Blog: Rebecca Lopez Kriss

Rebecca Lopez Kriss speaks her mind. A self-described "concerned citizen and community advocate at all levels," she is also a co-founder of the YP Underground, a local networking group for young professionals. Rebecca will be weighing in on redevelopment, downtown parking and how young people need to become more involved in building the community they want.

Rebecca Lopez Kriss - Post 1: When Trees Grow Out of Your Gutters

My husband and I blissfully rent a quirky apartment in Ann Arbor’s Old West Side neighborhood. The house is one of the oldest in the neighborhood, more than 150 years old, and boasts a hidden grave stone on the property. (A hippie neighbor told me this once; she was an anthropology major and despite her overbearing patchouli perfume, I trust her assessment completely.) 

The house has been divided into five rather haphazard apartments. My husband and I were blessed the day we were looking, because our apartment has a nice layout, includes a deck, and is large for a one-bedroom. The other apartments are, well... I won’t even bring up the creepy basement space.

It is historic, well located, and...falling apart. The plumbing leaks, the wiring is not grounded, the windows are original, it is not well insulated, the gutters are not actually attached to the house, and on and on and on. Its idiosyncrasies are perfect for my inner eccentric, and frankly for the neighborhood, it is dirt cheap.  I really do love it.

I have a theory about this house. I speculate that the owner is sitting on the property, waiting for a good time to develop a housing complex that was actually designed to fit the five families that live there. (I suspect at that time he will evict the large woodchuck that has made a home underneath the foundation.)  

And it makes sense. For a split second, I channeled Martha Stewart and tried to imagine what this house would be like restored. Which is difficult, since it is nearly impossible to ascertain the original layout. I imagine the costs to be astronomical, given the state of disrepair. It would amount to gutting the entire house and building over, and at that point you might as well just build a better building.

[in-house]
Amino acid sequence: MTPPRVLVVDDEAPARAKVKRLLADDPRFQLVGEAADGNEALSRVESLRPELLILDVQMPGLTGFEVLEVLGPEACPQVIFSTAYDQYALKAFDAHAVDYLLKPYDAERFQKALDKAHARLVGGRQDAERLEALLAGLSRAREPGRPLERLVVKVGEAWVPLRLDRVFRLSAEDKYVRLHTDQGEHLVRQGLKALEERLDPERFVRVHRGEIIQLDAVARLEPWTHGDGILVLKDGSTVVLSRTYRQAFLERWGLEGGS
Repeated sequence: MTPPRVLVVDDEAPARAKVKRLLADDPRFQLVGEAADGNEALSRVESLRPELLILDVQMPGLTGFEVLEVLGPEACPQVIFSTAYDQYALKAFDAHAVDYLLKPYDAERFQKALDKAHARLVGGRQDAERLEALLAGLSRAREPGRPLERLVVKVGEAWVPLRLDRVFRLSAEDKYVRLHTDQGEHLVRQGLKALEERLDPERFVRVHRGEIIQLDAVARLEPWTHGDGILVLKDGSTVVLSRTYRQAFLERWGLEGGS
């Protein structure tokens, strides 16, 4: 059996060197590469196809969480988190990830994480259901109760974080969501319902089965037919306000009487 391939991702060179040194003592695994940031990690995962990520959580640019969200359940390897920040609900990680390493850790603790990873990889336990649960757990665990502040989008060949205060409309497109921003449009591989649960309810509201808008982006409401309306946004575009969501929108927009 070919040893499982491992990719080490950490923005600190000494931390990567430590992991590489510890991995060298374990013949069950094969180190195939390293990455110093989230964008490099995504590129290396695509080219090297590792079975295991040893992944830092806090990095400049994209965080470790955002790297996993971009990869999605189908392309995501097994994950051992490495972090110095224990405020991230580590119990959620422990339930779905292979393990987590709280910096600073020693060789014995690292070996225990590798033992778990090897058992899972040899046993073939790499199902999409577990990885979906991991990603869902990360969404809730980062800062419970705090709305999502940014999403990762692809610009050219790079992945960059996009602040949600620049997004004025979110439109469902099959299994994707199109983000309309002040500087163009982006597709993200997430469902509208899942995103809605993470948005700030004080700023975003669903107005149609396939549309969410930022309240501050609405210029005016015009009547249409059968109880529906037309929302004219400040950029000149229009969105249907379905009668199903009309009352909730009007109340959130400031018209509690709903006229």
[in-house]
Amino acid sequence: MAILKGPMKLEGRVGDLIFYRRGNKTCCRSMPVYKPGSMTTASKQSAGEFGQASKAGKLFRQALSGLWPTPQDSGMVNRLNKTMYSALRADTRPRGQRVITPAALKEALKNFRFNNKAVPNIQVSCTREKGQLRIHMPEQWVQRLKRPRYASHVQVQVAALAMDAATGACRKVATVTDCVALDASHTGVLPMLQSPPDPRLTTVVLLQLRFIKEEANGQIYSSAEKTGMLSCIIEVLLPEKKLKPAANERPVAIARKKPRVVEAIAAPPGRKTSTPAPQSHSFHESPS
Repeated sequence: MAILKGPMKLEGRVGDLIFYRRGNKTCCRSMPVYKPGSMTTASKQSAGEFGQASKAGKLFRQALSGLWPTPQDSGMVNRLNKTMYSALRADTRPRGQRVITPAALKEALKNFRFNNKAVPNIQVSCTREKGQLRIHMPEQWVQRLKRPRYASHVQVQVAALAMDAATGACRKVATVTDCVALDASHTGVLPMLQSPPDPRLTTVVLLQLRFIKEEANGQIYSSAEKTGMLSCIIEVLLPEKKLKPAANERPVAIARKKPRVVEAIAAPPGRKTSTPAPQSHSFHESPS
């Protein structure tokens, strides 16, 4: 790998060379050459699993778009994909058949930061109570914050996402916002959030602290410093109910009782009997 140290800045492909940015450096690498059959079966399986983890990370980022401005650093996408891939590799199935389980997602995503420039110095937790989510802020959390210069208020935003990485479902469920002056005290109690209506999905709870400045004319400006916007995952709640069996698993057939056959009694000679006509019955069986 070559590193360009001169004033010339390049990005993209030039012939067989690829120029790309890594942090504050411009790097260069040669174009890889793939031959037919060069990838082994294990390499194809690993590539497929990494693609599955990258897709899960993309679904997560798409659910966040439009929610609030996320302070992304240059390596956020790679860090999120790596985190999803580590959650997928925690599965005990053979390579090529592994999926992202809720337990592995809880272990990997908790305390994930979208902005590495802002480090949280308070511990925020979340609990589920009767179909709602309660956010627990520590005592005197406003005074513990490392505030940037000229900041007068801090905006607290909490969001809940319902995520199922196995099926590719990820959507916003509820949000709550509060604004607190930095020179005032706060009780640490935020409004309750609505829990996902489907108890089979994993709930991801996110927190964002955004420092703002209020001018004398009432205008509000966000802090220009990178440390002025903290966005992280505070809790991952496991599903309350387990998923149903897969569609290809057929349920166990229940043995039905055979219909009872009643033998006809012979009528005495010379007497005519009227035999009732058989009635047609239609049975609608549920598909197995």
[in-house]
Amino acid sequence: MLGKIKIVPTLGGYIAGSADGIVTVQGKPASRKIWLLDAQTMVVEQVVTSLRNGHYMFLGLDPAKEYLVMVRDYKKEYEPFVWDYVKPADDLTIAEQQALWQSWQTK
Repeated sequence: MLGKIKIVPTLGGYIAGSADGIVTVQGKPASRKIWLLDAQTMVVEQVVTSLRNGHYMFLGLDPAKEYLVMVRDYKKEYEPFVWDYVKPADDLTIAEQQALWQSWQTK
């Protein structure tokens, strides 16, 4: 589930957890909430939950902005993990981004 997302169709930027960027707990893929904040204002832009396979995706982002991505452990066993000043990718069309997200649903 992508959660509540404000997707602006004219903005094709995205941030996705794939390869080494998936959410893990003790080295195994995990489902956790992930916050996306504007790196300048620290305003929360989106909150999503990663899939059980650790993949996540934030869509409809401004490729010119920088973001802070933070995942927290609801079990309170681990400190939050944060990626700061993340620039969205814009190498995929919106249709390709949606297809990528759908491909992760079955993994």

I only bring up my house, because it is such a perfect example of what we should not save. Someone needed to care about preserving it 75 years ago. There are perfectly beautiful homes and buildings in Ann Arbor that have been preserved and beloved for generations. But I urge you, to not let nostalgia get in the way of redevelopment of the many homes and buildings that have not been cared for and for which it is too late. When barriers to redevelopment are tied up in romantic notions about saving historic homes -- which have been rental slums for the past 50 years or more -- we won’t be getting anywhere soon.

My house is inefficient and wasteful, and surely lacks the sort of beauty that the Historic District Commission is intended to preserve. (I won’t even bring up the
Zingerman's debacle; I mean show me someone for whom retainingc322. E. Kingsley is "in the interest of the majority of the community," and I'll show you someone who needs to get out more.)

I understand, Ann Arbor, no one wants to demolish buildings willy-nilly to be replaced by make-a-quick-buck-cheap condos that would be better suited for less discriminating neighborhoods, like Wixom. (Actually, even the people living in cheap condos in Wixom, hate cheap condos in Wixom...just ask my mother.) And I doubt that anyone living in Ann Arbor wants to live in a neighborhood that is nouveau-suburbia.

But I assure you that redevelopment can coincide with historic aesthetics and neighborhood sensibilities. (Just ask Doug Farr, an architect and planner, chair of the USGB LEED for Neighborhood Development Core Committee, and who has been described as a "Sustainable Urbanism Superstar" by this very publication. (His book "Sustainable Urbanism: A Pattern Language for LEED Neighborhood Development" is a must read.) 

Building techniques, sustainable energy technologies, and changes in transportation models, are in every modern city’s future. Building standards need to reflect what Ann Arbor can become, not every scrap of what it once was.